Intel Advisor, an integral part of Intel Parallel Studio XE 2017, can help identify portions of code that could be good candidates for parallelization (both vectorization and threading). It can also help determine when it might not be appropriate to parallelize a section of code, depending on the platform, processor, and configuration it’s running on. Intel Advisor Roofline Analysis reveals the gap between an application’s performance and its expected performance.
Discovering where the performance bottlenecks are and knowing what to do about it can be a mysterious and complex art, needing some very sophisticated performance analysis tools for success. That’s where Intel® VTune™ Amplifier XE 2017, part of Intel Parallel Studio XE, comes in.
When used in a TBB environment, Intel has demonstrated a many-fold performance improvement over the same parallelized code using Intel MKL in an OpenMP environment. Intel TBB-enabled Intel MKL is ideal when there is heavy threading in the Intel TBB application. Intel TBB-enabled Intel MKL shows solid performance improvements through better interoperability with other parts of the workload.
With the release of Intel Parallel Studio XE 2017, the focus is on making applications perform better on Intel architecture-based clusters. Intel MPI Library 2017, a fully integrated component of Intel Parallel Studio XE 2017, implements the high-performance MPI-3.1 specification on multiple fabrics. It enables programmers to quickly deliver the best parallel performance, even if you change or upgrade to new interconnects, without requiring changes to the software or operating environment.
Intel DAAL is a high-performance library specifically optimized for big data analysis on the latest Intel platforms, including Intel Xeon®, and Intel Xeon Phi™. It provides the algorithmic building blocks for all stages in data analysis in offline, batch, streaming, and distributed processing environments. It was designed for efficient use over all the popular data platforms and APIs in use today, including MPI, Hadoop, Spark, R, MATLAB, Python, C++, and Java.
“By implementing popular Python packages such as NumPy, SciPy, scikit-learn, to call the Intel Math Kernel Library (Intel MKL) and the Intel Data Analytics Acceleration Library (Intel DAAL), Python applications are automatically optimized to take advantage of the latest architectures. These libraries have also been optimized for multithreading through calls to the Intel Threading Building Blocks (Intel TBB) library. This means that existing Python applications will perform significantly better merely by switching to the Intel distribution.”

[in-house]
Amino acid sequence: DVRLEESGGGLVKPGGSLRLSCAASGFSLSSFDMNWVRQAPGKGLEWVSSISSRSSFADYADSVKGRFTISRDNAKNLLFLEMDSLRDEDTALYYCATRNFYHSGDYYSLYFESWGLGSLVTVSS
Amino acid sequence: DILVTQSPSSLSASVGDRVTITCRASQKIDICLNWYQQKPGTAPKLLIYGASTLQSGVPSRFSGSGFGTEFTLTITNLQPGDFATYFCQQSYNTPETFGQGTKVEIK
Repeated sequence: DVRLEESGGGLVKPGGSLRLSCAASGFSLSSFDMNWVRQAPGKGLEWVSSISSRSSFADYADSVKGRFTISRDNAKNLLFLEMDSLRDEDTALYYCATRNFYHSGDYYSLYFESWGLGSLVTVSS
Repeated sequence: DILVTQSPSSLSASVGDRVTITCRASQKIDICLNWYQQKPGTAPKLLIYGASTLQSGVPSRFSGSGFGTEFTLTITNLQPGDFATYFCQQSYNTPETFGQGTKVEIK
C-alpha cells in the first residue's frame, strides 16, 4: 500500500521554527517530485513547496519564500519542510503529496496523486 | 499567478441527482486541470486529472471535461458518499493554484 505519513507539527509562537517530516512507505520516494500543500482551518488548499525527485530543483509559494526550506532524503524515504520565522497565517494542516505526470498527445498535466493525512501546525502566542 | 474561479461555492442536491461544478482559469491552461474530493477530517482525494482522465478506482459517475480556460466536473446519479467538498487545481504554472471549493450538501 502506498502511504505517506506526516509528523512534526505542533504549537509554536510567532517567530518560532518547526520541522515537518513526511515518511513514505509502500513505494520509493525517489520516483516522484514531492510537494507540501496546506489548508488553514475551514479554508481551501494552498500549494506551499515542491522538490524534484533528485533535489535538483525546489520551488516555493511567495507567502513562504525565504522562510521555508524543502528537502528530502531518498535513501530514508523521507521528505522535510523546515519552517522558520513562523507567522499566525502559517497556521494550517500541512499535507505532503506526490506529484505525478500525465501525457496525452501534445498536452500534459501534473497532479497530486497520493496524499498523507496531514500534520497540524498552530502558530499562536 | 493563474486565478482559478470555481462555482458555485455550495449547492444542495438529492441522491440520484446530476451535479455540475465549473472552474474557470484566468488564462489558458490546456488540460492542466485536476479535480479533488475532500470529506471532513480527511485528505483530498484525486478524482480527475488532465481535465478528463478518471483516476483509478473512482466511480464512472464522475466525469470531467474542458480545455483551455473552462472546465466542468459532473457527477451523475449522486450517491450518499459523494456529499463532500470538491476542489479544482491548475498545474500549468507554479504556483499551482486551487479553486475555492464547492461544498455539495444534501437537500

“Many of the libraries developed in the 70s and 80s for core linear algebra and scientific math computation, such as BLAS, LAPACK, FFT, are still in use today with C, C++, Fortran, and even Python programs. With MKL, Intel has engineered a ready-to-use, royalty-free library that implements these numerical algorithms optimized specifically to take advantage of the latest features of Intel chip architectures. Even the best compiler can’t compete with the level of performance possible from a hand-optimized library. Any application that already relies on the BLAS or LAPACK functionality will achieve better performance on Intel and compatible architectures just by downloading and re-linking with Intel MKL.”
While HPC developers worry about squeezing out the ultimate performance while running an application on dedicated cores, Intel TBB tackles a problem that HPC users never worry about: How can you make parallelism work well when you share the cores that you run upon?” This is more of a concern if you’re running that application on a many-core laptop or workstation than a dedicated supercomputer because who knows what will also be running on those shared cores. Intel Threaded Building Blocks reduce the delays from other applications by utilizing a revolutionary task-stealing scheduler. This is the real magic of TBB.
“Managing the work on each node can be referred to as Domain parallelism. During the run of the application, the work assigned to each node can be generally isolated from other nodes. The node can work on its own and needs little communication with other nodes to perform the work. The tools that are needed for this are MPI for the developer, but can take advantage of frameworks such as Hadoop and Spark (for big data analytics). Managing the work for each core or thread will need one level down of control. This type of work will typically invoke a large number of independent tasks that must then share data between the tasks.”